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August 1995
DHHS (NIOSH) Publication Number 95-113
Washed Cotton

Washed Cotton in The 1978 OSHA Cotton Dust Standard

Current Intelligence Bulletin 56


A Review and Recommendations Regarding Batch Kier Washed Cotton

The Task Force for Byssinosis Prevention
(formerly the Industry/Government/Union Task Force for Washed Cotton Evaluation)

Member organizations:
Agricultural Research Service,
U.S. Department of Agriculture
Amalgamated Clothing and Textile Workers Union
American Textile Manufacturers Institute
Cotton Incorporated
National Cotton Council of America
National Institute for Occupational Safety and Health
U.S. DEPARTMENT OF HEALTH AND HUMAN SERVICES
Public Health Service
Centers for Disease Control and Prevention
National Institute for Occupational Safety and Health
Division of Respiratory Disease Studies

DISCLAIMER: Mention of any company or product does not constitute endorsement by the National Institute for Occupational Safety and Health. This document is in the public domain and may be freely copied or reprinted.

Table 1. Summary of occupational health regulatory history of washed cotton in the United States

Year Rule Exemptions for various washing conditions Comments
1978 OSHA Cotton Dust Standard [43 Fed. Reg. 27351 (1978)] Severe wash: Complete exemption for cotton "thoroughly washed in hot water" and "known in the cotton textile industry as purified or dyed." It was "not clear what cleansing processes ... qualify cotton for exemption" [50 Fed. Reg. 51120, (1985)]. Severely washed cotton is extremely difficult to process into textiles.
    Mild wash: None. Mildly washed cotton was not addressed in standard.
1985 Revised OSHA Cotton Dust Standard [50 Fed. Reg. 51120 (1985)] Severe wash: Complete exemption for "medical grade (USP) cotton, cotton that has been scoured, bleached, and dyed, and mercerized yarn." These processes are more severe than the mild wash. Severely washed cotton is extremely difficult
   

Mild wash: Partial exemptions* for cotton washed: (i) on a continuous batt system or rayon rinse system; (ii) with water; (iii) at a temperature of no less than 600°C; (iv) with a water-to-fiber ratio of no less than 40:1; and (v) with bacterial levels in the wash water controlled to limit bacterial contamination of the cotton.

*Exemption from all requirements except medical surveillance and medical recordkeeping for higher grade cotton (low middling light spotted or better) washed per above conditions.

*Exemption from all requirements except for medical surveillance, medical recordkeeping, and a 500-µg/m3 permissible exposure level (PEL) for airborne dust measured by the vertical elutriator sampler for lower grade cotton (below low middling light spotted) washed per above conditions.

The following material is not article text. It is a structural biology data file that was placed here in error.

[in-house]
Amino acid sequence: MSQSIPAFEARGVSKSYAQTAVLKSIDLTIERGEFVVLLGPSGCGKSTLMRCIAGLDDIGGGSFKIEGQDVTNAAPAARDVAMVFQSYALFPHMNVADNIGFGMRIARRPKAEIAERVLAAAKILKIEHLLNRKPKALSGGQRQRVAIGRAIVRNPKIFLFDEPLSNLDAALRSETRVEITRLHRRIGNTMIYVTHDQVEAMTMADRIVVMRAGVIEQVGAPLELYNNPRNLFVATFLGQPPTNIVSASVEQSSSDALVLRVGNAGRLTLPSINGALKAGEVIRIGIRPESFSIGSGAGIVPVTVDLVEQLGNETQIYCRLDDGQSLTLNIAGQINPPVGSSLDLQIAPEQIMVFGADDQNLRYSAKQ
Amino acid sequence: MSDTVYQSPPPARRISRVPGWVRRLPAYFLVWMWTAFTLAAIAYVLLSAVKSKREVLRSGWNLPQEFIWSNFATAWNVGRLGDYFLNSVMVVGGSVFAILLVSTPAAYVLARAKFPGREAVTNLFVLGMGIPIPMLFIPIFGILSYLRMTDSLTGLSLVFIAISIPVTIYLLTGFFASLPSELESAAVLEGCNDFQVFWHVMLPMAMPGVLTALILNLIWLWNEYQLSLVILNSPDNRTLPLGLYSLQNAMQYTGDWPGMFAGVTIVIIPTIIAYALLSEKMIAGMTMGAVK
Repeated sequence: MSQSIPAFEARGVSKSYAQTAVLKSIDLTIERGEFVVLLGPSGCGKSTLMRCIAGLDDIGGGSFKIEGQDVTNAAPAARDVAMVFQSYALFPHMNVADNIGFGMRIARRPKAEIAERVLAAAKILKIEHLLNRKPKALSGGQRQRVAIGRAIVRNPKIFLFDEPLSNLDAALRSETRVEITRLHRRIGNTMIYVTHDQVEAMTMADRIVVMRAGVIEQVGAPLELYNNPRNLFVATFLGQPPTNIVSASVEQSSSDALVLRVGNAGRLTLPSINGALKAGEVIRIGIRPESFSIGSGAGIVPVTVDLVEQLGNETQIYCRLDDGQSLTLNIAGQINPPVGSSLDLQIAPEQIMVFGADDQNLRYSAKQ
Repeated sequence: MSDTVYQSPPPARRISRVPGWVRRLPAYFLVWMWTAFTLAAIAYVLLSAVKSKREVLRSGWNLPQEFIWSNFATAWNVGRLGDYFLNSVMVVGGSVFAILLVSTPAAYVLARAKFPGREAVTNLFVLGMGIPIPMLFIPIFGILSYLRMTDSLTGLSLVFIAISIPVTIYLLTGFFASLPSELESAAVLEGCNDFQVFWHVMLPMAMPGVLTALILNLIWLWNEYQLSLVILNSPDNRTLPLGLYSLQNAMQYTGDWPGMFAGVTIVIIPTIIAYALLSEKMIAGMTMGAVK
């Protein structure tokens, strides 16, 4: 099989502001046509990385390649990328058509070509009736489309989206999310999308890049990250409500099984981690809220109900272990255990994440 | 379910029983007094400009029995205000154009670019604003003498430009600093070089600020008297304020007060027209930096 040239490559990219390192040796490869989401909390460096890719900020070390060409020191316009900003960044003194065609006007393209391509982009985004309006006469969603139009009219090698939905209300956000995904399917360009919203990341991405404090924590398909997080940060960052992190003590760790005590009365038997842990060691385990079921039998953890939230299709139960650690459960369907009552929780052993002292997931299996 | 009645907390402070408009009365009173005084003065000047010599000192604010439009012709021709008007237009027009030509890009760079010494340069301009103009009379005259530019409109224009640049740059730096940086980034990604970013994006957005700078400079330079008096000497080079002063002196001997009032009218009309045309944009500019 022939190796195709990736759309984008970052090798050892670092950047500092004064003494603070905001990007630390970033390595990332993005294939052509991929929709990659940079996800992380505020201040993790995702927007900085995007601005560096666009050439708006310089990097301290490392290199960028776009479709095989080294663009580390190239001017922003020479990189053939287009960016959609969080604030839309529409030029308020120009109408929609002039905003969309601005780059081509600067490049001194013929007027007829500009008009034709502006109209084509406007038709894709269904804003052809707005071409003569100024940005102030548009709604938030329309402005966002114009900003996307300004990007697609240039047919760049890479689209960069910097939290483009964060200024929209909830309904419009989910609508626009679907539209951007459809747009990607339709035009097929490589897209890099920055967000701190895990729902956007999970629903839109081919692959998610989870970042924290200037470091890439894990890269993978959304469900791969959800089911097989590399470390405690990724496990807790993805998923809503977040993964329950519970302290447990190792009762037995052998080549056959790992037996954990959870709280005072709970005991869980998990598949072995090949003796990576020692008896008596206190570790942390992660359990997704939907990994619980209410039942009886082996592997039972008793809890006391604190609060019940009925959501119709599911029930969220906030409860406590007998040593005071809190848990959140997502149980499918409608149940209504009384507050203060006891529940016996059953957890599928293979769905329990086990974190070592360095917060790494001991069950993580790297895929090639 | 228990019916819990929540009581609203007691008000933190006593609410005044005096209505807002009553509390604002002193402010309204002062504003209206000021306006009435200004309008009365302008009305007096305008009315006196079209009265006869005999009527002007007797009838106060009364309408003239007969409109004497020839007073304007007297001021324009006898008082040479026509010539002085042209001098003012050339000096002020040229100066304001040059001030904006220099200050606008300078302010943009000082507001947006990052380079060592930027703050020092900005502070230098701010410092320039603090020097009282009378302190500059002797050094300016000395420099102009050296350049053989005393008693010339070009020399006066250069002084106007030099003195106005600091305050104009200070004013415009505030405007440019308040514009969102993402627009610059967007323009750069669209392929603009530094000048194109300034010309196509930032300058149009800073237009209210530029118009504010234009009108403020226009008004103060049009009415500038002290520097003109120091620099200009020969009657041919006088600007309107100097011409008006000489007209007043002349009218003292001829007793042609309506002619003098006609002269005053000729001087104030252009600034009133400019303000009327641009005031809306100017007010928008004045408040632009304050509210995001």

Facilities for mildly washing cotton are limited. The continuous batt system used in the Task Force evaluations had a production capacity of only 500 lb/hr for washing cotton, and the rayon rinse system has very limited availability.

Table 2. Summary of Task Force recommendations for near-term future regulation of mildly washed cotton

  Recommended exemptions for various washing conditions Comments
Recommended amendment of OSHA Cotton Dust Standard Severe Wash: No change from 1985 Revised OSHA Standard Severe washing was not a focus of Task Force consideration. These processes were not further considered.
 

Mild wash: Partial exemptions* for cotton washed, either: (A) on a continuous batt system or rayon rinse system, (i) with water; (ii) at a temperature of no less than 60°C, (iii) with a water-to-fiber ratio of no less than 40:1, and (iv) with bacterial levels in the wash water controlled to limit bacterial contamination of the cotton; or (B) on a batch washing system, (i) with water, (ii) with cotton fiber mechanically opened and thoroughly prewet prior to forming the cake, (iii) for low temperature process, at a temperature of no less than 60°C with a water-to-fiber ratio of no less than 40:1, or for high temperature process, at a temperature of no less than 93°C with a water-to-fiber ratio of no less than 15:1, and (iv) with a minimum of one wash cycle followed by two rinse cycles for each batch, using fresh water in each cycle.

*Exemption from all requirements except medical surveillance and medical recordkeeping for higher grade cotton (low middling light spotted—grade code52—or better) washed per above conditions.

*Exemption from all requirements except for medical surveillance, medical recordkeeping, and a 500-µg/m3 permissible exposure limit (PEL) for airborne dustmeasured by the vertical elutriator sampler for lower grade cotton (below low middling light spotted—grade code 52) washed per above conditions.

The purpose of this recommendation is to encourage voluntary substitution of washed cotton for unwashed cotton as a strategy to prevent respiratory disorders induced by cotton dust.

Compared to unwashed cotton mildly washed cotton can be more difficult and more costly to process into fine textiles, so potential uses will probably involve smaller novelty or niche markets.

Mild washing may enhance textile processing characteristics of some cotton (e.g., "sticky" cotton), and may also enable value-added special effects (e.g., special dyeing characteristics for novelty yarns; improved quality of rotor-spun yarns).

Under the new USDA classification system begun in 1993, low middling light spotted cotton corresponds to color grade code 52, leaf grade code 5.

 

 
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